Tuesday, September 25, 2012

Book: Iain M. Banks' "Surface Detail"

I needed a book to read as I flew fourteen plus hour to Shanghai and another fourteen plus on the way back from Delhi to Newark, not to mention all the flights in China, Nepal, Bhutan, and India.  I settled on one more Iain M. Bank Culture book.  "Surface Detail" is the latest culture book to be published though another one will be out soon.

The book explores virtual worlds, specifically virtual afterlives.  In the advanced world of the Culture, people can live indefinitely and, when they are tired of living they can upload their conscious into virtual worlds of their choosing.  Theses virtual worlds have become virtual Heavens.  But what is Heaven without Hell?

Non-Culture worlds, believing that you can not have rewards without punishment have created virtual Hells to punish their criminals for all eternity.

Not everyone agrees the Hells should exist and, to prevent a war, created a new virtual world where the two parties could fight a virtual war.  If the side backed by the Culture wins, the Hells will be turned off.  If not, the Hells will go on existing to torment their victims.  Unfortunately the anti-Hell side ... is loosing the virtual war.

The book follows several different people, some in the real world, some in the virtual Hells, and some fighting the virtual war.  Their lives converge as the anti-Hell faction plans to bring the war out of the virtual and into the real world.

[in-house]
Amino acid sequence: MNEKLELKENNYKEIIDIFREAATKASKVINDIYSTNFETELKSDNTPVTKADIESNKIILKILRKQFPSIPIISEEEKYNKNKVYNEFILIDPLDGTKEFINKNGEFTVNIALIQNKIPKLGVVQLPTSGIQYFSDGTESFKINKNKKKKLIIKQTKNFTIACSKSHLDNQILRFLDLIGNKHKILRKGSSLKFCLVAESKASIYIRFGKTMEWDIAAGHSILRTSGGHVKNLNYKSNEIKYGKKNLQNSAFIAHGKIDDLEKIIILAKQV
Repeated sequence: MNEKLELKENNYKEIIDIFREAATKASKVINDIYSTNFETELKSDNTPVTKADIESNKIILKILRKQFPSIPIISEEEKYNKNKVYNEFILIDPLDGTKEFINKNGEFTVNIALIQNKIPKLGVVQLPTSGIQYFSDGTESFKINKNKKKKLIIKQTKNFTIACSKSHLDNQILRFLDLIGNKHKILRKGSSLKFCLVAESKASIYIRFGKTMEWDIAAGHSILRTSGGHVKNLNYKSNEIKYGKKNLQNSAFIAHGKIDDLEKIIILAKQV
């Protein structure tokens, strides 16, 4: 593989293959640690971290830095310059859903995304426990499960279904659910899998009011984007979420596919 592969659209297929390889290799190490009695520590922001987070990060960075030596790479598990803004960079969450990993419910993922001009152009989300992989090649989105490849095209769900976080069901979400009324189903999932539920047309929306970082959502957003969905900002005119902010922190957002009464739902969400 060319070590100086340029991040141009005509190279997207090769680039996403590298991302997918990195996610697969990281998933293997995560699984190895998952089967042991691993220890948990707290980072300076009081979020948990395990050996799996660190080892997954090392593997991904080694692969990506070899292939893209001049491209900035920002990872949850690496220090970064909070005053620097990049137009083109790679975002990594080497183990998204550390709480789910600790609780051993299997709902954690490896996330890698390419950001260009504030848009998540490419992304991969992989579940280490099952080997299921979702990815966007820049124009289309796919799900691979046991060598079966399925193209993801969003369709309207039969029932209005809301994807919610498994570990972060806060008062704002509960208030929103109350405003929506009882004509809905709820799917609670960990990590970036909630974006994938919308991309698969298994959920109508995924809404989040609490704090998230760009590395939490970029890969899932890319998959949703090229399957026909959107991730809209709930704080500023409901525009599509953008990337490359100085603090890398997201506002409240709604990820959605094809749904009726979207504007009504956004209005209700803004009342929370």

The book was very good.  It really made you think.  If you could live forever, would you?  Would you get bored?  Would you voluntarily choose real, irreversible death?  When does everlasting life become never ending Hell?  And most important of all, how can you tell if the world around you is real or just some incredibly sophisticated virtual world?

The book served its purpose: it entertained me on over twenty-eight hours of flights around the world.  I completed the 627 page book early in the morning at the Newark airport.  There are nine (soon to be ten) culture books.  When I started the series I wasn't that impressed but I stuck to it and frankly, Banks' style and his Culture have grown on me.  I'm looking forward to the tenth book.

Highly recommended.

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